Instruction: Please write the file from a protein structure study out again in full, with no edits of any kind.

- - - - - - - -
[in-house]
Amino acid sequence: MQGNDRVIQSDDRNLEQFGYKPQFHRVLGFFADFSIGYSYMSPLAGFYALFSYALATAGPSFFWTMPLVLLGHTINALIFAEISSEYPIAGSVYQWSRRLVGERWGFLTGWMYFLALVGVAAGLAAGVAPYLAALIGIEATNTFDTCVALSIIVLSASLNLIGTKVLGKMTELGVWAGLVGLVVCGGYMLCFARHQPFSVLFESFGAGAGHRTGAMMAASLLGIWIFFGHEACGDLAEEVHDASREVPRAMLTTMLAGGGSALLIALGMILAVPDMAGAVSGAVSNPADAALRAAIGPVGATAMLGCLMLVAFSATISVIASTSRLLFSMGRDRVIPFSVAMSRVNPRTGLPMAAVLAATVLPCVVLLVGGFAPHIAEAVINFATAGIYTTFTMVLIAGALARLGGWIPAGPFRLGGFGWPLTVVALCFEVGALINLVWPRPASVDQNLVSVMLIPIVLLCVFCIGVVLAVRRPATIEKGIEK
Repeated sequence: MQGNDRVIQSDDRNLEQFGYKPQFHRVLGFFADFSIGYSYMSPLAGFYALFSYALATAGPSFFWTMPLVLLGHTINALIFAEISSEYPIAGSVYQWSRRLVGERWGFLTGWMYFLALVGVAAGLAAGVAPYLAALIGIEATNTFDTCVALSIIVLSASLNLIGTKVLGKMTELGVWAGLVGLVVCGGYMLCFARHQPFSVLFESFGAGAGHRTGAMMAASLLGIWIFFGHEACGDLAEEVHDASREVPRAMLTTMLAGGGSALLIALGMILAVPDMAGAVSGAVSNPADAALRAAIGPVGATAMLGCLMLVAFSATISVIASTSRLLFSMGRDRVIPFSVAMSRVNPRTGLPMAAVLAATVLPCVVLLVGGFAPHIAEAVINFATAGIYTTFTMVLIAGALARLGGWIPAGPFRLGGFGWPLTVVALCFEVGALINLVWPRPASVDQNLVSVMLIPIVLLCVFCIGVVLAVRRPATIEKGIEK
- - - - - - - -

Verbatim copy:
[in-house]
Amino acid sequence: MQGNDRVIQSDDRNLEQFGYKPQFHRVLGFFADFSIGYSYMSPLAGFYALFSYALATAGPSFFWTMPLVLLGHTINALIFAEISSEYPIAGSVYQWSRRLVGERWGFLTGWMYFLALVGVAAGLAAGVAPYLAALIGIEATNTFDTCVALSIIVLSASLNLIGTKVLGKMTELGVWAGLVGLVVCGGYMLCFARHQPFSVLFESFGAGAGHRTGAMMAASLLGIWIFFGHEACGDLAEEVHDASREVPRAMLTTMLAGGGSALLIALGMILAVPDMAGAVSGAVSNPADAALRAAIGPVGATAMLGCLMLVAFSATISVIASTSRLLFSMGRDRVIPFSVAMSRVNPRTGLPMAAVLAATVLPCVVLLVGGFAPHIAEAVINFATAGIYTTFTMVLIAGALARLGGWIPAGPFRLGGFGWPLTVVALCFEVGALINLVWPRPASVDQNLVSVMLIPIVLLCVFCIGVVLAVRRPATIEKGIEK
Repeated sequence: MQGNDRVIQSDDRNLEQFGYKPQFHRVLGFFADFSIGYSYMSPLAGFYALFSYALATAGPSFFWTMPLVLLGHTINALIFAEISSEYPIAGSVYQWSRRLVGERWGFLTGWMYFLALVGVAAGLAAGVAPYLAALIGIEATNTFDTCVALSIIVLSASLNLIGTKVLGKMTELGVWAGLVGLVVCGGYMLCFARHQPFSVLFESFGAGAGHRTGAMMAASLLGIWIFFGHEACGDLAEEVHDASREVPRAMLTTMLAGGGSALLIALGMILAVPDMAGAVSGAVSNPADAALRAAIGPVGATAMLGCLMLVAFSATISVIASTSRLLFSMGRDRVIPFSVAMSRVNPRTGLPMAAVLAATVLPCVVLLVGGFAPHIAEAVINFATAGIYTTFTMVLIAGALARLGGWIPAGPFRLGGFGWPLTVVALCFEVGALINLVWPRPASVDQNLVSVMLIPIVLLCVFCIGVVLAVRRPATIEKGIEK